When his two-year business plan to start taking tour groups up the Sydney Harbour Bridge dragged onto 10 years, Paul admits he felt the weight of the world on his shoulders.
“I had a two-year business plan and that took 10 years, so it was a long time!” says Paul.
“I think during that period when the concept of climbing the bridge ... I actually thought we'd find something else somewhere else in the world that we could replicate. We didn't find something else. That was a big part of the journey.”
Owing to the fact he wanted to effectively open an iconic landmark to the public, and with a lack of precedent to follow, Paul says the sheer number of stakeholders involved in the establishment of BridgeClimb Sydney was enormous.
“We needed to talk to people like the NRMA, and I needed psychologists and psychiatrists about traffic distraction, about people suiciding, and heritage, and environmental ... a lot of people needed to be consulted with including North Sydney Council, Sydney Council, and then a lot of people within government departments,” he explains.
As an example of the complexity of these dealings, Paul recounts a single dealing with the railway authority.
“There’s a rule in the state if you’re within eight metres of train track, thou shalt wear a fluorescent orange jacket, makes good sense. I said to State Rail, ‘We don't want a fluorescent orange jacket, we’re putting people in grey to blend them in environmentally with the bridge. We’re coming down this ladder. We’re within six metres of your train but we’re wearing a one-metre lanyard, and I’ll have a hundred million dollars’ worth of public risk insurance’,” he recalls.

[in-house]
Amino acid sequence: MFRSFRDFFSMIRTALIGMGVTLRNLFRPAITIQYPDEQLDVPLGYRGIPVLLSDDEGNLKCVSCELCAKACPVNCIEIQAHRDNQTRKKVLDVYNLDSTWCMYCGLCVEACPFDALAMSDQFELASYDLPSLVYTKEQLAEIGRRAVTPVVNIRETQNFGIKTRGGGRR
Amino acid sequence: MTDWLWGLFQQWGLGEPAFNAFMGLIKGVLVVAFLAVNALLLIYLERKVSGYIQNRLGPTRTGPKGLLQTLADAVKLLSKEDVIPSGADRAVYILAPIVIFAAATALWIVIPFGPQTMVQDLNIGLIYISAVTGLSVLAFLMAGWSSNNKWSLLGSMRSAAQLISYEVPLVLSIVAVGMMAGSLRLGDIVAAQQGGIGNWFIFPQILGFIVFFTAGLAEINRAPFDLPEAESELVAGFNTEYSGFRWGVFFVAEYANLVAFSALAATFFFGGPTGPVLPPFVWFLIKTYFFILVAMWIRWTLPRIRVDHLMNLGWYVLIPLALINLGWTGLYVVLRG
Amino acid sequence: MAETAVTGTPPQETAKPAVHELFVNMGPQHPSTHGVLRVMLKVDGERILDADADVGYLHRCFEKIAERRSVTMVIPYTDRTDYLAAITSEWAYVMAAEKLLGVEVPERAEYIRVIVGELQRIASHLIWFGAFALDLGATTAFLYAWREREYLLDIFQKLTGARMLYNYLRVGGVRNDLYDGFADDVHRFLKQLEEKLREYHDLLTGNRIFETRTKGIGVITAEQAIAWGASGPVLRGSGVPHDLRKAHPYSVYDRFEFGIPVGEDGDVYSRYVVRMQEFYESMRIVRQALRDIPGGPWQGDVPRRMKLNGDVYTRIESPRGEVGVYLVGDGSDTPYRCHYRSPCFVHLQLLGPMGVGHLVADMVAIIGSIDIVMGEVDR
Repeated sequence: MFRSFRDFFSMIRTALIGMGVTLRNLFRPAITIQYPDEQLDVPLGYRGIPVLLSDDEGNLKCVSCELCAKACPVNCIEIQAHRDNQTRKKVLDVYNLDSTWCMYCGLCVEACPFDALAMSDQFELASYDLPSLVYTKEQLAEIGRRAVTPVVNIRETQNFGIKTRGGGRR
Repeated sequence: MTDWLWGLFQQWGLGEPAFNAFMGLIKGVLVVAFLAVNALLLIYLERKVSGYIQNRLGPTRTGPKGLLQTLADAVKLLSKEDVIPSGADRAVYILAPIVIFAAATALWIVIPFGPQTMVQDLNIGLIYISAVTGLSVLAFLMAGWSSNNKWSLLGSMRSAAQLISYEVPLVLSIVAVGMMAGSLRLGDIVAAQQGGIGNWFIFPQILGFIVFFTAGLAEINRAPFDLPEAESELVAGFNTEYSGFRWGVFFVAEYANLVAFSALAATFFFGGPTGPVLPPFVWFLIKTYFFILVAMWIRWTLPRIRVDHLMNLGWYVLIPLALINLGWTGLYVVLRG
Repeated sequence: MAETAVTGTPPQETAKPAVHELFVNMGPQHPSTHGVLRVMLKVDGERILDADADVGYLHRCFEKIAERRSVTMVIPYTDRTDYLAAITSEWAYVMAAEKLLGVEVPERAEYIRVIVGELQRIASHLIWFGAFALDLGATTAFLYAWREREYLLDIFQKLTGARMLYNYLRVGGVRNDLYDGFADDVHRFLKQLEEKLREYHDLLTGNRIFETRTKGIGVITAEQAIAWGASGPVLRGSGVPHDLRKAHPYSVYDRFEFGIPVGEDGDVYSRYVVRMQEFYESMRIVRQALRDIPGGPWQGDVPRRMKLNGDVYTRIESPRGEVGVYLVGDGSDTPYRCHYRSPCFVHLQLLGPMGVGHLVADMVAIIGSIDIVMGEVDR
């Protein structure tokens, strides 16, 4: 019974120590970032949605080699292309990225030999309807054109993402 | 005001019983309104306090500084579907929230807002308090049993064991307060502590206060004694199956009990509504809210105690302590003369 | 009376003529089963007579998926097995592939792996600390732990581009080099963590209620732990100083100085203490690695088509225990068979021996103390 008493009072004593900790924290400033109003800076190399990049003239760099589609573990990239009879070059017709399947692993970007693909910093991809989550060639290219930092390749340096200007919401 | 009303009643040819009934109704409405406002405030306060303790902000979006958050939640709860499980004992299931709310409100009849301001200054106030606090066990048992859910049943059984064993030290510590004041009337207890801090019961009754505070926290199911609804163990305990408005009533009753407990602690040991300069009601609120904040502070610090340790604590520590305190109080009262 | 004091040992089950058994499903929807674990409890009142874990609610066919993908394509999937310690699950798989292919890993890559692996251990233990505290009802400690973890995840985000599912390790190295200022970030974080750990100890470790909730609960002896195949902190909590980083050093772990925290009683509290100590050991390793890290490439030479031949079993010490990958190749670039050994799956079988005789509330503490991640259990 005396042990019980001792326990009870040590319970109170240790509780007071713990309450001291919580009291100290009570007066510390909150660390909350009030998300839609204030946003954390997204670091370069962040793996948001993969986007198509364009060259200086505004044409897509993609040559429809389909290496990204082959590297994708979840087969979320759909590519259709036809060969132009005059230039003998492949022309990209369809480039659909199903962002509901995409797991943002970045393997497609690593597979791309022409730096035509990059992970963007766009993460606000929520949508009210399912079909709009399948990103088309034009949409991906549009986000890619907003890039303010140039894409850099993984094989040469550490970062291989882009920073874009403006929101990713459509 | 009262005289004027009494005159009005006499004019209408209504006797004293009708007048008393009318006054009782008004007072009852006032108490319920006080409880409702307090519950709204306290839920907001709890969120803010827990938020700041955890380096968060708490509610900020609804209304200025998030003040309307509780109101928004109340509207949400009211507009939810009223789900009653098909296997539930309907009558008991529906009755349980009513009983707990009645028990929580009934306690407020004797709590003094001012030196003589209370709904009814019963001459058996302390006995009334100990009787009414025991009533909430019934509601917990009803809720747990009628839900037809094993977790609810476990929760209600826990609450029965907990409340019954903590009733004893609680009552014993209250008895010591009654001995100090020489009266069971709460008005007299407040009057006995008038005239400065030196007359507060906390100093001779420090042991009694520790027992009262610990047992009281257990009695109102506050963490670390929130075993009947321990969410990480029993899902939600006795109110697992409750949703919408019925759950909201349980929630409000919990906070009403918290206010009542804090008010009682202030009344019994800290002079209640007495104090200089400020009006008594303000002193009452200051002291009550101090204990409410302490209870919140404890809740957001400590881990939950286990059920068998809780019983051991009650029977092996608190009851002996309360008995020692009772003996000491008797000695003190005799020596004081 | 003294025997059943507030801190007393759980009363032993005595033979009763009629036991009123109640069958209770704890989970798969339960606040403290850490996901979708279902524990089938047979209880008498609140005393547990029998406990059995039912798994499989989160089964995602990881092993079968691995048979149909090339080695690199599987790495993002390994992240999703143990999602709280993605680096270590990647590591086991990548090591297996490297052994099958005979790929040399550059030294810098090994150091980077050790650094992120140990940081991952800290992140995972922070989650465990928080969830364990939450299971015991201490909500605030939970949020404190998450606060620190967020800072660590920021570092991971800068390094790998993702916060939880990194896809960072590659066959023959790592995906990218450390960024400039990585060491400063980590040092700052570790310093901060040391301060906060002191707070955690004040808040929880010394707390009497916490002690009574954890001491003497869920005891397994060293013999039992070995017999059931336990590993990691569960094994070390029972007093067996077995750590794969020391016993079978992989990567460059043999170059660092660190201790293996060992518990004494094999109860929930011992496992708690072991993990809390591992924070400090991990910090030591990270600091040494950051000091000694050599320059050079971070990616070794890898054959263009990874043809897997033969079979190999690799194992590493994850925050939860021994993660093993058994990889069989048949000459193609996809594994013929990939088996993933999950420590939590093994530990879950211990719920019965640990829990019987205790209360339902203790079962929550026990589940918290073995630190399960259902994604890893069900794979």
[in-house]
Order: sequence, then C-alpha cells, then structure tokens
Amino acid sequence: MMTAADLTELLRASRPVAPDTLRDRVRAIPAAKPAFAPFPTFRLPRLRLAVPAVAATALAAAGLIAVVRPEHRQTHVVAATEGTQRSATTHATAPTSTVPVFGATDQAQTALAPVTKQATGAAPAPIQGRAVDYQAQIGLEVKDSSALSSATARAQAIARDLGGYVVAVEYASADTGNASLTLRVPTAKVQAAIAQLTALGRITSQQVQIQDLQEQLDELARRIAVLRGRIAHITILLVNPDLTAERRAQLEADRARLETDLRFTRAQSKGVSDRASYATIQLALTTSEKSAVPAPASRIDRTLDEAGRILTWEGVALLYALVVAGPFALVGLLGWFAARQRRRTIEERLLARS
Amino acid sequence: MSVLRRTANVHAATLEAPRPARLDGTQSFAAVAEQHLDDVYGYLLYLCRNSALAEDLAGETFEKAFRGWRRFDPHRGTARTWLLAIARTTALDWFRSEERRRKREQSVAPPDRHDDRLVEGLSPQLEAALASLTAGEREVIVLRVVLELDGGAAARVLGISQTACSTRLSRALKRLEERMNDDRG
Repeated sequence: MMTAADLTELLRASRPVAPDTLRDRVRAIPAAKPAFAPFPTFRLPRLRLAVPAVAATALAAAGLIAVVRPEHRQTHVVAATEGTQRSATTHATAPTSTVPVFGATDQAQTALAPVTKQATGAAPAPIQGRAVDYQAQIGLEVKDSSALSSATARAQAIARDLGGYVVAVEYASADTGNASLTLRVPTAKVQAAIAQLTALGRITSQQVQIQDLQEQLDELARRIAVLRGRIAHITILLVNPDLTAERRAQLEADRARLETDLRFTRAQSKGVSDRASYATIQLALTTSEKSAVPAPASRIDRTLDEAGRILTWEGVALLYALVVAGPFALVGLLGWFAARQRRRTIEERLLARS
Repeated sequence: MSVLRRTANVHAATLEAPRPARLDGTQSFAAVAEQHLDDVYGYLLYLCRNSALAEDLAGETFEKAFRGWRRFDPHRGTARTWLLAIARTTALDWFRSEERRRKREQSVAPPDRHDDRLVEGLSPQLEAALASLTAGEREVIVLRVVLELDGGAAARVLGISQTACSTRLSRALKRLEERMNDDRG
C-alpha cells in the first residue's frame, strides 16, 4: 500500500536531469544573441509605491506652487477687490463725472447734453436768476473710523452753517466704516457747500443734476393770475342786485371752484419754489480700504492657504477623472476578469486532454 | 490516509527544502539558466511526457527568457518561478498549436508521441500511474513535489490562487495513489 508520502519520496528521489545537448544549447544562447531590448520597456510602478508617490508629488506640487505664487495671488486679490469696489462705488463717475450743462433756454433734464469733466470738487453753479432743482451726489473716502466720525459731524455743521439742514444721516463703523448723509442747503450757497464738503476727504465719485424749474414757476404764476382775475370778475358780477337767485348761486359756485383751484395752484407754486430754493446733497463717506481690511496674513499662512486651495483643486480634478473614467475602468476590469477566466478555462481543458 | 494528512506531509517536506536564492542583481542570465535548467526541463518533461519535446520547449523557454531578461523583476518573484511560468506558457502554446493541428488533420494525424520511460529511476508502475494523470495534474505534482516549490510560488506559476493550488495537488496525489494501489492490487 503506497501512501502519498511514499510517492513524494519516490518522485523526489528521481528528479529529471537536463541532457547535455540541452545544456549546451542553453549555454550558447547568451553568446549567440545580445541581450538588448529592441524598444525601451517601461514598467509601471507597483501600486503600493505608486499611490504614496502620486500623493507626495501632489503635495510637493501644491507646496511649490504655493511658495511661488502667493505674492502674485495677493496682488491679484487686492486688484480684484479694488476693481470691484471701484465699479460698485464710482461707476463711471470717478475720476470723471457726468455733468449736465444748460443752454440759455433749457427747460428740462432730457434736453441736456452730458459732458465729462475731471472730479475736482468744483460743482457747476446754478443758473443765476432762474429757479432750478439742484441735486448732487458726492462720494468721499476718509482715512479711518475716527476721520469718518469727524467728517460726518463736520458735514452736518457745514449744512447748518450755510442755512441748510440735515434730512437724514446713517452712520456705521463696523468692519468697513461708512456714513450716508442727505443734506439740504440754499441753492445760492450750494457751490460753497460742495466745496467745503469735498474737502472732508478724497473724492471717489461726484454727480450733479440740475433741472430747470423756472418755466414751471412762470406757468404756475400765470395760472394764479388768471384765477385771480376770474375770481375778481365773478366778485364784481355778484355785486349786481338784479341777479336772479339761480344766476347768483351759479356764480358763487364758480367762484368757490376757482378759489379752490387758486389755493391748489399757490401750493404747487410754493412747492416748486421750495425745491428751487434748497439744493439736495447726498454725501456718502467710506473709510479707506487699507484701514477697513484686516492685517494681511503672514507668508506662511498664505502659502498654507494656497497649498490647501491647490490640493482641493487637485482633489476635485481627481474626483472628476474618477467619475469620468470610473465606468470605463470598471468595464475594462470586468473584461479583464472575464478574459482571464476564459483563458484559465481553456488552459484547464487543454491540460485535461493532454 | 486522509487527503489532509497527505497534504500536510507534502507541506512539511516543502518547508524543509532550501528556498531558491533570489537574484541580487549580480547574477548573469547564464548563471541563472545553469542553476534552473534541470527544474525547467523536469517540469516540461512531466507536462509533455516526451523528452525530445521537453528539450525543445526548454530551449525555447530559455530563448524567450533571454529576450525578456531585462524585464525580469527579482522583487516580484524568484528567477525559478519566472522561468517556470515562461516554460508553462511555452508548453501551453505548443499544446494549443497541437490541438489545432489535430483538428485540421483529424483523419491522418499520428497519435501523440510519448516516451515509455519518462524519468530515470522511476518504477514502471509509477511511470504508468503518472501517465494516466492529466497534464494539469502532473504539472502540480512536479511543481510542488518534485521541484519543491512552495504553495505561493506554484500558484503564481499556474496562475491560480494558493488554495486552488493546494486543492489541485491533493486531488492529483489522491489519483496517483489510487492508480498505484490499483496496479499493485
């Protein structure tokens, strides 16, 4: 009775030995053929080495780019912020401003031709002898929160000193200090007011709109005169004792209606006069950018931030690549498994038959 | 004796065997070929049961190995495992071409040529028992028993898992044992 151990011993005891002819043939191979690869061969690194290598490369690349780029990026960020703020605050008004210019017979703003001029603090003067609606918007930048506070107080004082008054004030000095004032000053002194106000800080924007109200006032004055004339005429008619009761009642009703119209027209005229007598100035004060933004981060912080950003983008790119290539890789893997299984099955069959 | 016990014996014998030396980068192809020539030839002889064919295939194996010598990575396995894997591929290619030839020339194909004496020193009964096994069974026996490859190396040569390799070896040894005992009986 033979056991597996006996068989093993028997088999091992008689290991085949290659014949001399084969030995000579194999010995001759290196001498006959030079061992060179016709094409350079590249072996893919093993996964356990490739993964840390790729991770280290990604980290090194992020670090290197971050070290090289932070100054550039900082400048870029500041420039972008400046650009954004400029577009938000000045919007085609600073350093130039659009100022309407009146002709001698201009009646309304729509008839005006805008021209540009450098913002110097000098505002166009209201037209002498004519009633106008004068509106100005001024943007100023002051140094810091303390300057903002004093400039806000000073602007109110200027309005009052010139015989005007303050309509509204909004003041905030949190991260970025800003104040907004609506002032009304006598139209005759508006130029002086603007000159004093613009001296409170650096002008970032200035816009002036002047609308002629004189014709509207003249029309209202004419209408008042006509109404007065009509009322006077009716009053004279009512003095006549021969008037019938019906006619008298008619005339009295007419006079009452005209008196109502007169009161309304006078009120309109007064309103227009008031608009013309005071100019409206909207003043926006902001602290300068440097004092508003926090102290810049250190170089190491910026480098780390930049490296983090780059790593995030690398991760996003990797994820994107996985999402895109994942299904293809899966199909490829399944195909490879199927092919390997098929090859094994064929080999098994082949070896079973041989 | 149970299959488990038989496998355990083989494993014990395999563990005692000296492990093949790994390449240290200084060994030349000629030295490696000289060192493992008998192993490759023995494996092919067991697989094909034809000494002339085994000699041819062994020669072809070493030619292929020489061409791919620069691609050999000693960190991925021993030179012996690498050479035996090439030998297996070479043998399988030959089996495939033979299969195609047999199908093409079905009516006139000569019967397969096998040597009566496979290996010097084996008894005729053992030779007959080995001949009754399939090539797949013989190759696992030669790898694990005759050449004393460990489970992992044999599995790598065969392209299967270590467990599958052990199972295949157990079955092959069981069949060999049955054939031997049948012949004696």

Despite this, they stood steadfast in their demands for the high-viz vests.
“Dealing with State Rail over that issue took over two years.”
Paul admits that had he known the negotiations would be so protracted and complex, he never would have sought to establish BridgeClimb.
“If I had known this was gonna take me 10 years, I never would have started. Simple. Really simple,” he says.
“I allocated an amount of money, I spent four times that amount of money and spent five times as long as I thought I would.”
However, he says that if you have done your homework, and fervently believe in your business, then the only option is often pushing ahead and finding solutions to get your detractors onboard.
“You get so far along a journey that if you think you’re succeeding and if you think you’re heading in the right direction, you want to push [yourself] and that to the end.
“I borrowed some money, then I borrowed some more. If I had turned around, I was dead and buried so far along that tunnel that there really wasn’t an alternative. I didn’t ever see an alternative other than pursuing it and needing to keep going.”
Now, nearly 20 years after opening its doors, BridgeClimb has welcomed 3.6 million climbers and has become a world-renowned experience – a shining example that persistence really can pay off!